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2 hours ago, shasta said:

I still am shocked how much they VE'd this project from the original design and layout. This project is right up there with the downtown Embassy Suites level of ruined projects, if you ask me. maybe even worse because it will continue to get worse. It looks really bad.

 

It went from a collection of architecturally different buildings and interesting urban streetscapes to a cheap looking ruin of the mill monolithic apartment building . Even the retail is cheap looking..I drive by it everyday and shake my head of what could have been!

GID breaks ground on phase two of Regent Square mixed-use near Buffalo  Bayou - Houston Business Journal

 

Regent Square Houston | Wordsearch

Regent Square | www.huitt-zollars.com

At least we have City Center and the River Oaks district for developers that understand what quality mixed use developments are supposed to look like.

 

Too bad because this one has the best location and the potential to be the best new project in all of Houston. What a colossal disappointment.

 

In 10 years, this project will be considered so low quality that it might be well below market rate apartments.

They've definitely botched it so far. I almost loathe The Sterling compared to what they initially envisioned. It encapsulates Houston development in every sense of the phrase. No need to cut them any slack, they're a massive development firm. 

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This project was doomed after they changed architecture firms. I have a friend who was the lead for this project and they couldn't get the developer to moved and then It went dormant for several years. The developer came back and changed firms, and the scope and vision were completely redirected or misdirected. Originally they were going to have several prominent firms designs an urban cluster of mid to high rise  buildings that would create a walkable area, but unfortunately they scrapped all of the good stuff and went with this abomination. If I never hear the words, " it's better that a vacant lot" again, I'll be so happy. This won't go away soon. We're stuck with mediocrity for the next fifty years, and unfortunately they own a whole lot of land in this neighborhood. Its going to be the stucco capital of Houston when they get done, and has the makings of a dated Three Fountains apartments area on Fountain View.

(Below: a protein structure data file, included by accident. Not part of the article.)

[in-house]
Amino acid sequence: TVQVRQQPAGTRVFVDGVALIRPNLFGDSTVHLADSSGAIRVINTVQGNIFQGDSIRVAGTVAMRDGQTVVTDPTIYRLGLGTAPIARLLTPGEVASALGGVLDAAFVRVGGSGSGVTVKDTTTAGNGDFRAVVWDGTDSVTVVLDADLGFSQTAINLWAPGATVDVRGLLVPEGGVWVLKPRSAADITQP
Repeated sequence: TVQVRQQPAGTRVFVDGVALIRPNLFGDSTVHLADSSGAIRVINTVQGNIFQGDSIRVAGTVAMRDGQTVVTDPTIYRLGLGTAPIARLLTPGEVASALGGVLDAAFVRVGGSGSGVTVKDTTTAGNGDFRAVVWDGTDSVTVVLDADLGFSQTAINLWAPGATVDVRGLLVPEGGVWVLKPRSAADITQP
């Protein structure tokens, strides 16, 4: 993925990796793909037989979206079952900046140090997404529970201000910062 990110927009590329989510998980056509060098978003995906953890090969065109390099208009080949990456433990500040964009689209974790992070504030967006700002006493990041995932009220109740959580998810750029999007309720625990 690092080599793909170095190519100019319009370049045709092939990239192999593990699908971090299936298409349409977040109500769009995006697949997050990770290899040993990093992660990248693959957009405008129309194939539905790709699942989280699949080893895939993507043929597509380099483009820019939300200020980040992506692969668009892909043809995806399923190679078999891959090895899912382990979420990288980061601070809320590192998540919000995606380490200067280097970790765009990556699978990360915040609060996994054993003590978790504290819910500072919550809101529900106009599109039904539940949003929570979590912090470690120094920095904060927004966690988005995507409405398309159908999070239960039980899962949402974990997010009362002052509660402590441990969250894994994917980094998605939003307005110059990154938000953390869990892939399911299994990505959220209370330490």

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On 8/27/2021 at 2:30 PM, HoustonBoy said:

Are we all overlooking the massive tower in the first picture of the model? Is that not a new tower? It looks great. Almost Art Deco. 

 

It looks like it will replace this portion of Allen House, just south of Sovereign at Regent Square 

 

image.png.d74bfbca11cebf8eb560d09279db542b.png

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24 minutes ago, tigereye said:

That freaking sucks

Edited by wilcal
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12 minutes ago, wilcal said:

That freaking sucks

Hay Merchant is a cool place, and there's still time to enjoy it.

 

However, this little bit is interesting:

 

Quote

Leaving the current building also removes Georgia James from potential disruptions by imminent street construction on Waugh and whatever closures take place as Skanska redevelops the property at Montrose and Westheimer that previously housed Spec’s and Half Price Books. The aging building, previously home to a lesbian bar named Chances, needs significant work, according to Shepherd, and he's ready to be in new construction that will need less of his attention.

 

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21 minutes ago, Montrose1100 said:

The aging building, previously home to a lesbian bar named Chances, needs significant work

To split hairs, there were two tenants in that building; Chances was on the east side, the space now occupied by Hay Market. Prior to Chances, this was the home of the infamous Boobie Rock.
Charlie's Coffee Shop was in the western portion, which is the current Georgia James location.

Edited by dbigtex56
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According to The Hay Merchant's Facrbook page the bar is closing. Massive loss to the craft beer scene. The Resturnat next door is moving to Regent.

 

So, you have probably heard the big news…After 10 years at 1100 Westheimer, we will be departing our current location—home of Georgia James and Hay Merchant—and Georgia James will relocate to Regent Square HTX.
With this new change, the obvious question that comes up is "what will happen to Hay Merchant?"
While the OG Hay Merchant is closing, we are going to do our very best to keep the Hay Merchant spirit alive throughout the company. While we are unsure if we will be able to open a new location, we do want to continue having weekly trivia nights, hosting watch parties & sporting events, as well offering a place to gather with friends to enjoy a good cocktail or beer. Additionally, you’ll still be able to get a damn good burger at the upcoming Underbelly Burger that will be opening at the Houston Farmer’s Market soon.
Trust us, we love Hay Merchant just as much as you do. We are committed to preserving the elements that make Hay Merchant so special, and we will continue to share updates as we know more about what this transition looks like.
Until then, we have until the end of the year to celebrate this amazing place. We plan to go out with a bang, and we hope you will join us!
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9 hours ago, Jimmy Bob said: